||[Feb. 12th, 2009|12:07 pm]
Here's another curly one for you, raised in the lengthy thread from yesterday:|
Freedom of speech.
I mentally butt up against this concept all the time, because Im torn as to my stance on freedom of speech. We dont have constitutionally protected freedom of speech in Aus, but it's still an interesting proposal.
Freedom of opinion? Absolutely. Go for it. Believe whatever you want, and more power to you.
But taking those opinions and putting them out into the public sphere, especially on a large scale? That I have concerns with, and more so when opinion is presented as hard fact.
And here's the thing: If we uphold freedom of speech, we uphold it for everyone, including people actively promoting ideas or concepts that set out to harm or hurt or destroy. We uphold the right of people who want to say that rape victims were asking for it, that POC are born to be criminals, that a woman's body is not her own, or that people with disabilities should be euthanised. It's the fetid, dark, nasty flipside to the shining ideal of freedom of speech for all.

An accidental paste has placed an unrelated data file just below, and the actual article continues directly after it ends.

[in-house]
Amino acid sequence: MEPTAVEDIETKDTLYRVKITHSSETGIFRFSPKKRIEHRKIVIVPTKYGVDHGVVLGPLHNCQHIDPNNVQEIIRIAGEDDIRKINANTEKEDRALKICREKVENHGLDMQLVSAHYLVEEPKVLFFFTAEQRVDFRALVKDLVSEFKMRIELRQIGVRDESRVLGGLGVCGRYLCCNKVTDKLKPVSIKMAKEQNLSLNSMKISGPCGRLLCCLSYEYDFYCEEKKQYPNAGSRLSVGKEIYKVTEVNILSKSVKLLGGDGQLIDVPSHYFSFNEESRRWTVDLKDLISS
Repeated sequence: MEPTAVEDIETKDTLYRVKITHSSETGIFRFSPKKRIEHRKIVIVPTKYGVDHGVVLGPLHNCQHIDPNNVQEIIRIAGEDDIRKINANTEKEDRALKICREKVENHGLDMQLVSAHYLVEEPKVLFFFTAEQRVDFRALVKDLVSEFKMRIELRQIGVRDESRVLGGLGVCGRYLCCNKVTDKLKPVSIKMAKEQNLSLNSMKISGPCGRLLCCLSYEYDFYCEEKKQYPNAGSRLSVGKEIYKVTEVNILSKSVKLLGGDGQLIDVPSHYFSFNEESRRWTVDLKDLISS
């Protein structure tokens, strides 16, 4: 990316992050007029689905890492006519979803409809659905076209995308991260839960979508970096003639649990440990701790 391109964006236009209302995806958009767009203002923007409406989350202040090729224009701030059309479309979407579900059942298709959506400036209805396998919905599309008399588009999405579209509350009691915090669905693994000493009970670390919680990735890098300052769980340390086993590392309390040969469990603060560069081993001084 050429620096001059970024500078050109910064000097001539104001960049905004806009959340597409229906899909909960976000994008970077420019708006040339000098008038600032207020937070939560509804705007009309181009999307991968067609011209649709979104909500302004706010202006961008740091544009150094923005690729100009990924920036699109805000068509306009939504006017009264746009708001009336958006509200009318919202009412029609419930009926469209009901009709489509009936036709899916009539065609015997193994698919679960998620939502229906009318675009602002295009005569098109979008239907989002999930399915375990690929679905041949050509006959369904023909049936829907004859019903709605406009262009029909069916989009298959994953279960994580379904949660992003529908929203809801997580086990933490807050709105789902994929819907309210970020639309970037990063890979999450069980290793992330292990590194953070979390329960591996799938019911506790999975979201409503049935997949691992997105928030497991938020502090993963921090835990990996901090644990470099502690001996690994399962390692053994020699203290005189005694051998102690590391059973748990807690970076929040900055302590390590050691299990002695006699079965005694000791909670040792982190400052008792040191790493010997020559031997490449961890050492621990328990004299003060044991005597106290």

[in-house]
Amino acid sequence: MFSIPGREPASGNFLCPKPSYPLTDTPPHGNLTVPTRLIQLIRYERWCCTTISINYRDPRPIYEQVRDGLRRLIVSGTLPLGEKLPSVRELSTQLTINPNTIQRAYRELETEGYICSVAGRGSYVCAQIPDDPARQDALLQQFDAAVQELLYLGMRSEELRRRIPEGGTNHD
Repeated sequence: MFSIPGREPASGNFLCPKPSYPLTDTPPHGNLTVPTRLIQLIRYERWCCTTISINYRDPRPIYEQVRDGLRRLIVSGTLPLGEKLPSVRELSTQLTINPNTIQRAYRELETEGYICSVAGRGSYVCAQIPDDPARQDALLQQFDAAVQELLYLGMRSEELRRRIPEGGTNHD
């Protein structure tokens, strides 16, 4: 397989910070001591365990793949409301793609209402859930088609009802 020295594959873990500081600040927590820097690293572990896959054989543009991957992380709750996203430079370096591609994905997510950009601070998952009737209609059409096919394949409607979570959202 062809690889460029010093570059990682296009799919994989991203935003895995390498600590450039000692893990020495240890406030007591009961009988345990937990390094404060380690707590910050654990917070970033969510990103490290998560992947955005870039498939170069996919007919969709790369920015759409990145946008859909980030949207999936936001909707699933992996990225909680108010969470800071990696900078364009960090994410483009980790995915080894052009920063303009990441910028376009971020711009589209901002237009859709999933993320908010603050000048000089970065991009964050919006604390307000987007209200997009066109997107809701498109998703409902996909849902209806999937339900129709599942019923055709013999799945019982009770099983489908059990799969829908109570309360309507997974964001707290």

What happens when that person is in a position of power? A minister, politician, or public figure of some kind? Do they have a greater responsibility to have, as James so succinctly put it yesterday, greater 'presence of mind' and 'empathy' in expressing their opinions than Random Citizen? Or do they have the same indivudal rights as someone with less of an impact on the public consciousness?
If we uphold freedom of speech, we also should expect to have our opinions challenged, dismantled, or called into question. The ability to say something doesnt mean it will be respected. A person saying 'No, you're wrong' is exercising free speech, too.
There are, of course, laws in most countries surrounding things like hate speech or incitement to violence, so in a way, there is never a true state of absolute freedom of speech, at least not on this planet.
As mentioned at the start of the post, it's something I struggle with. From a logical standpoint, I know that if I want to demand complete freedom of speech for myself, I should give equal opportunity to everyone to voice their opinions, no matter how wrong I might think they are. But then I come up against people like Danny Nillah who's hateful statements make me want to wrap tape around his mouth and never let him speak again.
What do you think? I dont claim to have any answers, but it's an interesting ethical and moral debate.